You might answer, "embarrassment." Being embarrassed is no fun for anyone, but, you do live to see the next day. The interesting thing about embarrassment is that most often the only person that is aware you are embarrassed is you...

Consider well in advance, how you will handle such situations. Could you allow yourself to be part of someone laughing at you? The finest professional speakers experience many embarrassing moments over the expanse of a career. It is a simple reality. But when you make it your goal to allow the audience to laugh at your expense, you become much more comfortable in the moment.

With some exceptions, I encourage you to allow your audience to laugh, even if it is at you. Ultimately if someone laughs, the memory and experience is positive for the audience. And if no one laughs at all...during your presentation, you have successfully bored them to tears.

Visualize a different outcome. Whatever your feared outcome is, come up with an inner "script" that is in direct opposition to the fear and replay it over and over in your mind until it is familiar to you. Using the public speaking example from above, see yourself feeling energized, dynamic and confident as you step onto the stage. See the audience being interested in what you have to say, listening closely, laughing at the appropriate moments, and your words flowing smoothly and effortlessly with only occasional errors.

I experience aphasia and have since I was a kid. Aphasia happens when you try to verbally identify a common object like a chair or desk but fail to get the word to come to mind and out of your mouth. Now, instead of wondering IF aphasia will happen during a presentation, I tell my audience that I have aphasia and that it WILL happen and to watch for it. Then when it happens, it's perfectly accepted and understood and it STILL can be funny. The difference is, now it's funny for me as well!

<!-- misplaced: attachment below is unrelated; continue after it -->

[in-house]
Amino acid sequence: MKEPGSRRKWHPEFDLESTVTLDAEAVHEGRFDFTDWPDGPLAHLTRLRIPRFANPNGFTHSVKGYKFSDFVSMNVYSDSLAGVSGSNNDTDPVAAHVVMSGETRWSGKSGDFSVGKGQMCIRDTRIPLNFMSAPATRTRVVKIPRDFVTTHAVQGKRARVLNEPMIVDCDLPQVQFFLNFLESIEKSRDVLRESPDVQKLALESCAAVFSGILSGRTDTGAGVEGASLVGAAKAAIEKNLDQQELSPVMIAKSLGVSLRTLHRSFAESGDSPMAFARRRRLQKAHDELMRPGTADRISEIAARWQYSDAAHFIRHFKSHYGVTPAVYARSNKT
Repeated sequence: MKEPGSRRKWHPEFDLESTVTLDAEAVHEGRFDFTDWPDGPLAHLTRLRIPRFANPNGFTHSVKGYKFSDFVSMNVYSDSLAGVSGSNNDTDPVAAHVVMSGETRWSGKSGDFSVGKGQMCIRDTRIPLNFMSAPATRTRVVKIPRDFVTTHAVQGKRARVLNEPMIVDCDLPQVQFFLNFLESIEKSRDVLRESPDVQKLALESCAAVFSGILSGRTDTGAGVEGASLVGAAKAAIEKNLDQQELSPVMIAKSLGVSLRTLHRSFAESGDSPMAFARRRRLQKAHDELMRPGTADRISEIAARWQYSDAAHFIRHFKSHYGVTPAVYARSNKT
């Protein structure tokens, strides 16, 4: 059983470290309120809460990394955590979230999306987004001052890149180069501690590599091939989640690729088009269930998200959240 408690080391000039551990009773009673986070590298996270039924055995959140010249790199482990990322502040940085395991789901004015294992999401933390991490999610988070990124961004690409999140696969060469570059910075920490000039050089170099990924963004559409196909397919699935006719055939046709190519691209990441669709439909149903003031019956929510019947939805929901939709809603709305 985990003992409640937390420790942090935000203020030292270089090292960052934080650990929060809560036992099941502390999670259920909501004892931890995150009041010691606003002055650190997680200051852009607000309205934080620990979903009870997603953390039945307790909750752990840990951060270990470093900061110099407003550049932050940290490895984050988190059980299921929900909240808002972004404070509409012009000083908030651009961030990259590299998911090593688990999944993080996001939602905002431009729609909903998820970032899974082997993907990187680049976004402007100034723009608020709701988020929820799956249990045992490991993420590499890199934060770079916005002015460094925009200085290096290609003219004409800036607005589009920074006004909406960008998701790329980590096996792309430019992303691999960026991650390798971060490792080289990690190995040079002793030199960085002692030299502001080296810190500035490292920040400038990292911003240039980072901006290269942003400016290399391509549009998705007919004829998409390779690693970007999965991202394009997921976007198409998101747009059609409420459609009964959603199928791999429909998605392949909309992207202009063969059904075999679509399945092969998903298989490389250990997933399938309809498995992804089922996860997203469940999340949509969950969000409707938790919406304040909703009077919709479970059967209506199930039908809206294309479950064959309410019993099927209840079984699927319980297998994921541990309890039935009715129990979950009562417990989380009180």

BECAUSE of moments like that, you can begin to imagine the almost overwhelming applause as you conclude your presentation. You can imagine the incredible sense of elation you'll feel for conquering your fear.

Another useful strategy for approaching fear is an ancient NLP tool.

Shrink your fears in your mind until they vanish.

You often feel that your fears are so much bigger than you are. It feels like they LOOM over you, draining your power and diminishing your determination. Change this perception by imagining your fears shrinking, shrinking, growing smaller and less intense until they are no bigger than a bug on the ground before you.

Tell the fear, as if it were a person or part of your person, that you appreciate its attempt to protect you, but you don't need protecting.

Obviously this reduces the fear and doesn't eliminate it, but reduction might be precisely what is needed for you to walk through the fear and directly face it.

There are many more ways to challenge your fears, but the main point is to avoid letting fear control your life. Fear can be so pervasive that it SEEMS to be out of our control, but remember that a fear is nothing more than a feeling.

Whether you examine it closely, question it, challenge it, work calmly through it or push forcefully through it doesn't matter.

You don't need to let fear drive your life...

Now the fear is reduced and it is time to... Take Control of Your Life!

Take Control of Your Life: Page | 1 | 2 | 3 | 4 | 5 |

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Kevin Hogan
Network 3000 Publishing
3432 Denmark #108
Eagan, MN 55123
(612) 616-0732

Photo appears under license with istockphoto/PIKSEL.